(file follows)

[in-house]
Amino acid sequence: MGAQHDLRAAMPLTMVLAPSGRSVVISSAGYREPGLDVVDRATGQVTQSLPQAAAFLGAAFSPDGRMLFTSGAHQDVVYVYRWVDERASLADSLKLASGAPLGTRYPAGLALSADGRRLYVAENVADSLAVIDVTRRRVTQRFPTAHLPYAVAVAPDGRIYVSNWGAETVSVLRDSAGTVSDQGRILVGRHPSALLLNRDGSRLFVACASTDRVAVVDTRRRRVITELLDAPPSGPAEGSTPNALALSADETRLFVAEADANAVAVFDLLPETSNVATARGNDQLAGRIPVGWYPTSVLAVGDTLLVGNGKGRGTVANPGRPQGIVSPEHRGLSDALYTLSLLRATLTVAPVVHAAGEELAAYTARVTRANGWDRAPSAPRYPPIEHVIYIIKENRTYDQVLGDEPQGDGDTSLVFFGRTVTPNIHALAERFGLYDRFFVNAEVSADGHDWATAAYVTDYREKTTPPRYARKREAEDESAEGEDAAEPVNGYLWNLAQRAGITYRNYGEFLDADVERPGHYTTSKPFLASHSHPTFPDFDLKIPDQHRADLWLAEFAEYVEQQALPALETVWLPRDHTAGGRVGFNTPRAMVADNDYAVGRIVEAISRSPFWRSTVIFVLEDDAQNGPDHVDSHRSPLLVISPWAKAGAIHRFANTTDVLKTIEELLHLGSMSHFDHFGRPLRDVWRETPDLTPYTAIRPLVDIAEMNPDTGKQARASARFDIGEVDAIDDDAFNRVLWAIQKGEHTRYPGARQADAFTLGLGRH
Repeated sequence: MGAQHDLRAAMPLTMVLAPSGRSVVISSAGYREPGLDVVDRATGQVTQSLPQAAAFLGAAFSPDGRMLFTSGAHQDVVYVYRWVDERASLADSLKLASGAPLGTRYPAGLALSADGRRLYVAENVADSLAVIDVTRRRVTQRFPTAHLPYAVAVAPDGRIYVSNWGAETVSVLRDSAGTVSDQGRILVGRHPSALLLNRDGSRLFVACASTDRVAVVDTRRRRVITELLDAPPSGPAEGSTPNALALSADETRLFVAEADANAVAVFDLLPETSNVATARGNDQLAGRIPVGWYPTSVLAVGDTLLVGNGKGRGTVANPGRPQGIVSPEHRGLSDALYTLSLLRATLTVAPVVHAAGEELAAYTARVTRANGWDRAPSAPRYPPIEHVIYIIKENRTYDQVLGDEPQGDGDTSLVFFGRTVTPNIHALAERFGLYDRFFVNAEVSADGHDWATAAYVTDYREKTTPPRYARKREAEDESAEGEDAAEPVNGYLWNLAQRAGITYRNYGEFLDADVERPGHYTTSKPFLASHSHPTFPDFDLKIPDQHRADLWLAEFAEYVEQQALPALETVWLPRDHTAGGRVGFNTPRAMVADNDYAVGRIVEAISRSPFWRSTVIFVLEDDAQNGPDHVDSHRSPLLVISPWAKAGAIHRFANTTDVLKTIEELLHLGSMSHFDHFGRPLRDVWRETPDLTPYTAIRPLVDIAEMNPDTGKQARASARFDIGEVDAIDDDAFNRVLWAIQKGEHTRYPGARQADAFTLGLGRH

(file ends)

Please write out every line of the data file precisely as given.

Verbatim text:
[in-house]
Amino acid sequence: MGAQHDLRAAMPLTMVLAPSGRSVVISSAGYREPGLDVVDRATGQVTQSLPQAAAFLGAAFSPDGRMLFTSGAHQDVVYVYRWVDERASLADSLKLASGAPLGTRYPAGLALSADGRRLYVAENVADSLAVIDVTRRRVTQRFPTAHLPYAVAVAPDGRIYVSNWGAETVSVLRDSAGTVSDQGRILVGRHPSALLLNRDGSRLFVACASTDRVAVVDTRRRRVITELLDAPPSGPAEGSTPNALALSADETRLFVAEADANAVAVFDLLPETSNVATARGNDQLAGRIPVGWYPTSVLAVGDTLLVGNGKGRGTVANPGRPQGIVSPEHRGLSDALYTLSLLRATLTVAPVVHAAGEELAAYTARVTRANGWDRAPSAPRYPPIEHVIYIIKENRTYDQVLGDEPQGDGDTSLVFFGRTVTPNIHALAERFGLYDRFFVNAEVSADGHDWATAAYVTDYREKTTPPRYARKREAEDESAEGEDAAEPVNGYLWNLAQRAGITYRNYGEFLDADVERPGHYTTSKPFLASHSHPTFPDFDLKIPDQHRADLWLAEFAEYVEQQALPALETVWLPRDHTAGGRVGFNTPRAMVADNDYAVGRIVEAISRSPFWRSTVIFVLEDDAQNGPDHVDSHRSPLLVISPWAKAGAIHRFANTTDVLKTIEELLHLGSMSHFDHFGRPLRDVWRETPDLTPYTAIRPLVDIAEMNPDTGKQARASARFDIGEVDAIDDDAFNRVLWAIQKGEHTRYPGARQADAFTLGLGRH
Repeated sequence: MGAQHDLRAAMPLTMVLAPSGRSVVISSAGYREPGLDVVDRATGQVTQSLPQAAAFLGAAFSPDGRMLFTSGAHQDVVYVYRWVDERASLADSLKLASGAPLGTRYPAGLALSADGRRLYVAENVADSLAVIDVTRRRVTQRFPTAHLPYAVAVAPDGRIYVSNWGAETVSVLRDSAGTVSDQGRILVGRHPSALLLNRDGSRLFVACASTDRVAVVDTRRRRVITELLDAPPSGPAEGSTPNALALSADETRLFVAEADANAVAVFDLLPETSNVATARGNDQLAGRIPVGWYPTSVLAVGDTLLVGNGKGRGTVANPGRPQGIVSPEHRGLSDALYTLSLLRATLTVAPVVHAAGEELAAYTARVTRANGWDRAPSAPRYPPIEHVIYIIKENRTYDQVLGDEPQGDGDTSLVFFGRTVTPNIHALAERFGLYDRFFVNAEVSADGHDWATAAYVTDYREKTTPPRYARKREAEDESAEGEDAAEPVNGYLWNLAQRAGITYRNYGEFLDADVERPGHYTTSKPFLASHSHPTFPDFDLKIPDQHRADLWLAEFAEYVEQQALPALETVWLPRDHTAGGRVGFNTPRAMVADNDYAVGRIVEAISRSPFWRSTVIFVLEDDAQNGPDHVDSHRSPLLVISPWAKAGAIHRFANTTDVLKTIEELLHLGSMSHFDHFGRPLRDVWRETPDLTPYTAIRPLVDIAEMNPDTGKQARASARFDIGEVDAIDDDAFNRVLWAIQKGEHTRYPGARQADAFTLGLGRH